‘Great Expectations’ review

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On paper, this sounds a dream: a new big-screen adaptation of one of Dickens’ strongest, most beloved stories, featuring a cast of British heavyweights.

Ralph Fiennes as Magwitch! Robbie Coltrane as Mr Jaggers! David Walliams and Sally Hawkins thrown into the mix! And to top it all off, Helena Bonham Carter as Miss Havisham – surely the part she was born to play.

Unfortunately, this doesn’t pan out quite as hoped. A combination of David Nicholls’ uneven scripting and Mike ‘Four Weddings’ Newell’s scattershot direction render most scenes curiously lifeless, especially the all-important Miss Havisham scenes. Whereas she chopped up her co-stars and added heartfelt tragedy to Tim Burton’s Sweeney Todd, here she fails to come across as the simultaneously crazed and pathetic relic of a jilted bride. It doesn’t help that the flashback scenes explaining her fateful wedding day are filmed like a BBC TV drama, mistaking hyperbolic post-production for emotion.

Others fare better. Coltrane relishes his slimy lawyer Mr Jaggers, Holliday Grainger has a great time as the grown-up Estella, playing with the few witty lines in the script, and Ralph Fiennes steals the show as Magwitch, the one character allowed enough space to stretch.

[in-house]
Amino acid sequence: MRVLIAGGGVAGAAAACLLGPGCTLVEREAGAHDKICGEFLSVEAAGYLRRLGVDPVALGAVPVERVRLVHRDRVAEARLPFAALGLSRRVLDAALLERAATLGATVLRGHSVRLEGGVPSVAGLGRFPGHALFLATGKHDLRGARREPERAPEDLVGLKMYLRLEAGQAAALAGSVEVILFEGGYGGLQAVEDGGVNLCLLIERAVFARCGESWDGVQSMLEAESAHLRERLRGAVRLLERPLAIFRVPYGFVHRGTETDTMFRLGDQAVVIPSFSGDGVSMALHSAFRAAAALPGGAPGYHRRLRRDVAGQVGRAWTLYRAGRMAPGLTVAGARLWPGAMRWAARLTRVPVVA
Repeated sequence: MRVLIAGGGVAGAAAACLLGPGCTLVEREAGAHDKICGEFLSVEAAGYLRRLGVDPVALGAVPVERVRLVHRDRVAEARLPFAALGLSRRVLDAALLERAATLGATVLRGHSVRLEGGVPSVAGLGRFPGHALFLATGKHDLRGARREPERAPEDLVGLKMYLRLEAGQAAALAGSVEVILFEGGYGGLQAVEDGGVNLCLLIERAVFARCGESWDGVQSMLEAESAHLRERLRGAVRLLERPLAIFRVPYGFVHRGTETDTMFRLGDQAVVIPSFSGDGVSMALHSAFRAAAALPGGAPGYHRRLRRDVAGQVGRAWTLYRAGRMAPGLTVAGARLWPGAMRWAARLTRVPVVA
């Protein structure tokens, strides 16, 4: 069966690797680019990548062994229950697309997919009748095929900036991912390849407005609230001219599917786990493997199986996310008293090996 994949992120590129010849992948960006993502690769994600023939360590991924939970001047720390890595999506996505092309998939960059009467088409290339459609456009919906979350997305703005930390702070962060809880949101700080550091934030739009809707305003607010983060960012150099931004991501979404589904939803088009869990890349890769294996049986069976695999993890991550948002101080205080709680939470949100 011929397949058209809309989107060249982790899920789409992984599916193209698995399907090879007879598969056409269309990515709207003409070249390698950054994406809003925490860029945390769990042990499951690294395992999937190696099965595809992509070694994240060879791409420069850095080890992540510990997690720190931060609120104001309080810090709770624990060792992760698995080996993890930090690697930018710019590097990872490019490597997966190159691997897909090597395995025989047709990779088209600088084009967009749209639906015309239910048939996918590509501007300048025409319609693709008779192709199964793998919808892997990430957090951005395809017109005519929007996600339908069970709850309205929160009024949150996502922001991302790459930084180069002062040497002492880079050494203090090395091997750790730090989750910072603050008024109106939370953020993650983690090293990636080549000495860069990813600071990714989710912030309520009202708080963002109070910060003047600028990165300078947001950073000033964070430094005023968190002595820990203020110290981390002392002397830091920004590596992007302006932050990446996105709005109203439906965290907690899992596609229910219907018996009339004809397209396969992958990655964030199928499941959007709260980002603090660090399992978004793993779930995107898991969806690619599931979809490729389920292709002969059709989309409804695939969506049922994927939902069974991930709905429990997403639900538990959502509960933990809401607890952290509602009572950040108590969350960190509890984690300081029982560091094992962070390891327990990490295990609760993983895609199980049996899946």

As Pip, our protagonist, War Horse‘s Jeremy Irvine falls into the middle-of-the-road category. A rags-to-riches story such as this needs a hero we can root for. John Mills was perfectly loveable in David Lean’s 1946 adaptation, even when Pip took a downturn into snobbery. Irvine tries, but he just doesn’t elicit any sympathy and we therefore don’t care whether or not he learns to be a Good Man and get the girl.

In short, this new Expectations comes bearing the weight of a great many other adaptations before it. It may be unfair to compare it to David Lean’s masterful version, but when that prime example of elegant storytelling exists, why bother with anything less?

Released in UK cinemas on Friday 30 November 2012 by Lionsgate.